unit count determines how many students will be in each district and how
many teachers will be needed for the following year. School districts
will then be guaranteed to receive funds for paying teachers in the
following school year that are equal to 98% of the funds justified by
the estimated unit count. This estimated unit count will allow school
districts to have greater confidence in the amount of state funding that
they will receive to pay new teachers, and therefore extend earlier
"This gives our districts more flexibility and makes it
easier for them to secure great teachers earlier," said Secretary of
Education Lillian M. Lowery, who joined Markell for the signing.
Senate Bill 16 also establishes a review process to recommend new
steps if the late hiring problem persists after establishment of the
estimated unit count.
School boards and administrators all recognize
the advantages of a teacher hiring process that begins earlier in the
calendar year, said Jack Buckley, President of Red Clay School Board
and also a Task Force member. S.B. 16 offers some protection to
districts that might have an unanticipated drop in enrollment and, just
as importantly, it creates the expectation that Delaware school
districts will develop strategies locally to recruit and place teachers
by early summer. I'm most hopeful that results will prove the
effectiveness of this legislation.
The University of Delaware was a proud host of the bill signing.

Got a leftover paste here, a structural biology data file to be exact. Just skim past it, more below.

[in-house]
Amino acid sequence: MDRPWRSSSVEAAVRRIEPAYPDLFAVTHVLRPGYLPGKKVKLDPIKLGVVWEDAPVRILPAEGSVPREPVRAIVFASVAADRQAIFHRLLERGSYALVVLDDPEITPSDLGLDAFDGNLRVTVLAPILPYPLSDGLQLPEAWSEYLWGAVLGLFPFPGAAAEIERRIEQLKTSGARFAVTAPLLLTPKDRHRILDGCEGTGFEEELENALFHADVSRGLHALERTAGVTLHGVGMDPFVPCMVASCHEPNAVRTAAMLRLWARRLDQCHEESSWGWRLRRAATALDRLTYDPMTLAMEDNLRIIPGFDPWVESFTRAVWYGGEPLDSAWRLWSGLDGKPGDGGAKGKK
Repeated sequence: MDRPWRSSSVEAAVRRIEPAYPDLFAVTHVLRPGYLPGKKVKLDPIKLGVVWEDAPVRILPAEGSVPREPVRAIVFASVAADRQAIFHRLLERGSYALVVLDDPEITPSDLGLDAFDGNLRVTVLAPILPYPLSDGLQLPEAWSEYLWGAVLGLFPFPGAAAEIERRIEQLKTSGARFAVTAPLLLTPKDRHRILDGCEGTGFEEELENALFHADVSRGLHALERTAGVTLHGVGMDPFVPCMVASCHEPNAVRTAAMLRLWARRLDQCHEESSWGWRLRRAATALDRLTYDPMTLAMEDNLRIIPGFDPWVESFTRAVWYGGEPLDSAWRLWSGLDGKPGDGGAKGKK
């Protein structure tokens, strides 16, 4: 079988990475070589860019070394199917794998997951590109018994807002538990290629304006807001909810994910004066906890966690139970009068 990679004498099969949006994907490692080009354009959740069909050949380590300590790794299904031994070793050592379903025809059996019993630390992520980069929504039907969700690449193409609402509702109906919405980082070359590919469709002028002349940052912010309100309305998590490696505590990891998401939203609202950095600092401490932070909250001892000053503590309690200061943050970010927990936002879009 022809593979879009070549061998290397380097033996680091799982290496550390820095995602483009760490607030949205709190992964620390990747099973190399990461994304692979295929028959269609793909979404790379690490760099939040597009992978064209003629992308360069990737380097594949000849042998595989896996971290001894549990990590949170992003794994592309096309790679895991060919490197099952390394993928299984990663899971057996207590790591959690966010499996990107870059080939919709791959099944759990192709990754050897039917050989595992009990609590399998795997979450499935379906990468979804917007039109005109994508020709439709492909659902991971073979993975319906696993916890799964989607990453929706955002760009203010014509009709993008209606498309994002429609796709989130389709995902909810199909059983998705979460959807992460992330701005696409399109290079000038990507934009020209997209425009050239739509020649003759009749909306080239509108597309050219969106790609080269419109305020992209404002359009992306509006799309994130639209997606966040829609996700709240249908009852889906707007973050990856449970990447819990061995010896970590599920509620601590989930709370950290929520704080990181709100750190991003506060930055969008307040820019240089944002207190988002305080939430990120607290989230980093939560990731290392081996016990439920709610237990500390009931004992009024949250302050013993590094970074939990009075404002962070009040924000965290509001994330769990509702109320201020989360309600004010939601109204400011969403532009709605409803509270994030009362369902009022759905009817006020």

"This bill not only provides financial support for
districts to hire teachers during a timeframe that facilitates their
hiring the best teachers, it also sends the message that hiring
well-prepared teachers is of critical significance to the goal of
dramatically improving student learning in Delaware schools. New
standards, longitudinal data systems, data coaches, new assessments -
all of these initiatives rely on strong implementation by capable and
wise teachers," said Brickhouse.
The University of Delawares Jeff Raffel, who studies
teacher hiring in Delaware and advised the task force, added, I am
delighted that the applied research and public service work conducted in
the Institute for Public Administration and the School of Public Policy
and Administration at the University of Delaware laid the foundation
for the Teacher Hiring Task Force's report and this reform legislation.
For almost a decade, our DOE-funded survey of personnel directors has
documented the hiring of a majority of Delaware's new teachers in August
or later. This late hiring has restricted the pool of available
candidates, led to too many teachers starting their positions after
their school or district orientation--pressing to set up their
classrooms for the start of school, and sent a negative message to
teachers about their value to society. The passage of this legislation
should put Delaware's school districts in a more competitive situation
to hire the best teachers in the nation. Our children deserve nothing